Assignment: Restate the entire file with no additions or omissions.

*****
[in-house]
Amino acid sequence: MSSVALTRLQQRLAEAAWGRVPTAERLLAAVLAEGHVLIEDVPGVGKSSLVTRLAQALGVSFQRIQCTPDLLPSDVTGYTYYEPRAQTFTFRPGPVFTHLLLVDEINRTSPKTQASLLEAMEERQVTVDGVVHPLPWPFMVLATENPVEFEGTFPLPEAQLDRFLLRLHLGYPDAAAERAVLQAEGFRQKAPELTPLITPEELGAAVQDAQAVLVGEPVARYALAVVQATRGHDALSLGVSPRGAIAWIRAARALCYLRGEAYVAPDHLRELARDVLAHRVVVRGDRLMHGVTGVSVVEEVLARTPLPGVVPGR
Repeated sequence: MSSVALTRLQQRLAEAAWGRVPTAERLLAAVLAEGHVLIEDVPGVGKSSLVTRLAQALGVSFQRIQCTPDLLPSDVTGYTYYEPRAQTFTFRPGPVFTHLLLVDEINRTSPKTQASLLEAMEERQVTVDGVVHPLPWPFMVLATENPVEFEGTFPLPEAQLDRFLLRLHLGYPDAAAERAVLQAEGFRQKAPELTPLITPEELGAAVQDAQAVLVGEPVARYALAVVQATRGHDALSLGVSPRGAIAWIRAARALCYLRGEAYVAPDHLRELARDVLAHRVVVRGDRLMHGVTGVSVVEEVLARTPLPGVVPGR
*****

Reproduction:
[in-house]
Amino acid sequence: MSSVALTRLQQRLAEAAWGRVPTAERLLAAVLAEGHVLIEDVPGVGKSSLVTRLAQALGVSFQRIQCTPDLLPSDVTGYTYYEPRAQTFTFRPGPVFTHLLLVDEINRTSPKTQASLLEAMEERQVTVDGVVHPLPWPFMVLATENPVEFEGTFPLPEAQLDRFLLRLHLGYPDAAAERAVLQAEGFRQKAPELTPLITPEELGAAVQDAQAVLVGEPVARYALAVVQATRGHDALSLGVSPRGAIAWIRAARALCYLRGEAYVAPDHLRELARDVLAHRVVVRGDRLMHGVTGVSVVEEVLARTPLPGVVPGR
Repeated sequence: MSSVALTRLQQRLAEAAWGRVPTAERLLAAVLAEGHVLIEDVPGVGKSSLVTRLAQALGVSFQRIQCTPDLLPSDVTGYTYYEPRAQTFTFRPGPVFTHLLLVDEINRTSPKTQASLLEAMEERQVTVDGVVHPLPWPFMVLATENPVEFEGTFPLPEAQLDRFLLRLHLGYPDAAAERAVLQAEGFRQKAPELTPLITPEELGAAVQDAQAVLVGEPVARYALAVVQATRGHDALSLGVSPRGAIAWIRAARALCYLRGEAYVAPDHLRELARDVLAHRVVVRGDRLMHGVTGVSVVEEVLARTPLPGVVPGR